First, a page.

Written by Marianne Faulkner.
The second annual Oxford Conference of Corsetry followed the theme of the design process, from start to finish. Each of us "Corset Fellows" made a corset that represented our workshop topic, inspired by Oxford and Jesus College, our venue, and of course, showcasing our own design sensibility as well.
The Design Process
My workshop was on standard sizing and grading, as I am in the unusual position of being highly focused on ready to wear rather than bespoke work. As such, I knew I needed to create something from one of my standard patterns, but I also wanted to show that ready to wear doesn't have to be boring. Being inspired by a location was a bit of a challenge for me. My design concepts tend to be derived from mood and music, rather than specific visual elements.
Finally, one day, inspiration struck, fully formed. At the inaugural OCOC, I had also been featured as a model for our Sunday photoshoots. The first couple of shoots I did were in the pool room off the JCR, and I particularly loved Angela Stringer's casual snaps of me posing against the gorgeous paned windows set into drab grey stone walls. Color blocking and other graphic, silhouette-based design details have long been a mainstay for me. I could combine the "mink" and "dove" herringbone coutils (sold by Sew Curvy) with contrasting black structure to mimic the stone and paned effect.
Originally, I had planned to make my corset as a mini-dress, attached to a pencil skirt with a peplum. Unfortunately, I didn't have enough coutil for that to happen, so I kept the peplum and ditched the skirt, which I wouldn't have had time to properly fit on my model anyway. What I particularly love about the mink and the dove next to each other is that it's a bit unexpected; they have the same value (relative lightness or darkness) but in very different hues: one cool, one warm, both fairly desaturated. Typically color blocking would rely on two different values to make it pop, but in this case, that was done with the contrasting external casings, waist tape, and petersham binding. If I'm not hiding the structure completely (as with my signature knit corsets), I like to put as much of a corset's structure on the outside as possible because I think it's more comfortable. This also creates design possibilities that are perfect for my graphical tastes.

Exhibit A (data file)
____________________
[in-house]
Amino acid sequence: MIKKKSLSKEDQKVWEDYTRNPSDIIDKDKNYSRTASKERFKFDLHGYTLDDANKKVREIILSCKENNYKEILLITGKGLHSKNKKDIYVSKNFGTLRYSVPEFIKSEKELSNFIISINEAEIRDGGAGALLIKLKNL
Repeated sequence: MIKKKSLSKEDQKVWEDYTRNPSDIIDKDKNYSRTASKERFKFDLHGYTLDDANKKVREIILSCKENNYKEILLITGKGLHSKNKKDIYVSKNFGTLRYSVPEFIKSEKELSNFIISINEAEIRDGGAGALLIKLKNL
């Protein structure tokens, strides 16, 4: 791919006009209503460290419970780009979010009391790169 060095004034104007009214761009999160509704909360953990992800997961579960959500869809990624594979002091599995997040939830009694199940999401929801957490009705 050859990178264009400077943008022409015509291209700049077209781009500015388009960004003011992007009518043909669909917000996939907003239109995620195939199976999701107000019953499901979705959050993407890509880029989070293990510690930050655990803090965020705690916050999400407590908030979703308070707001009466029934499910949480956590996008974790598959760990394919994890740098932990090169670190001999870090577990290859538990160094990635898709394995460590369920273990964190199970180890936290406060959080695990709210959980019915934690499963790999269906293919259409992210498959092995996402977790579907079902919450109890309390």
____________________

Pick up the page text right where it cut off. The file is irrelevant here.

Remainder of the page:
I decided on a contrast pattern that I call my "Pop Contrast:" center front and the second-to-last back panel in the secondary color. As with leaving off the skirt, this was a decision based partially on how much of each coutil I had left - which is to say, very little of the dove!
The peplum was simple, with seam allowance that was equivalent to the width of my binding. I added a petersham binding to the bottom as well, though of course it's hidden by the peplum. The coutil is so firmly woven, though, that I could've gotten away with a raw edge for a sample.
My model for the photoshoot was Morgana, aka Threnody in Velvet. Though Morgana has a very distinct look, I tried to style her in a way that was very representative of my brand. I'm sure the originally planned miniskirt would've been more her style, but in its absence I decided to go for more of a vaguely 40s angle. I was excited to use my drapey silk palazzo pants, purchased from Betsey Johnson a couple years ago but as yet unhemmed and therefore unworn. Fortunately Morgana is fairly close to my size... more so to my size two years ago, I must confess! And to top off the look, a hand-blocked silver sinamay pillbox hat. The silver sinamay also has a faint blue hint to it, making it an excellent match to the cool grey of the dove coutil. The pillbox hat also has a space in the band where interchangeable bows can be clipped in, so I selected one in a beautiful cranberry red to match Morgana's deep lipstick, which otherwise might have seemed out of place in such a strongly monochromatic and (for me) subdued look.
In the crush of shooting our four corsets before the delegates' scheduled shoots, we unfortunately only had time for a few minutes of shooting. Fortunately, our Jenni is quite a talented photographer, and I am always willing to model. On Monday, when we had the place to ourselves, we squeezed in another shoot. Though we were unfortunately unable to shoot in front of the windows that had been my inspiration source, I still love what we came up with.
The Jesus College campus is a wonderfully inspiring environment in which to shoot. The delegates of OCOC15 will have a wonderful array of models and photographers to work with at this singular location. I look forward to seeing this year's batch of OCOC corsets and photoshoots in just a few short weeks!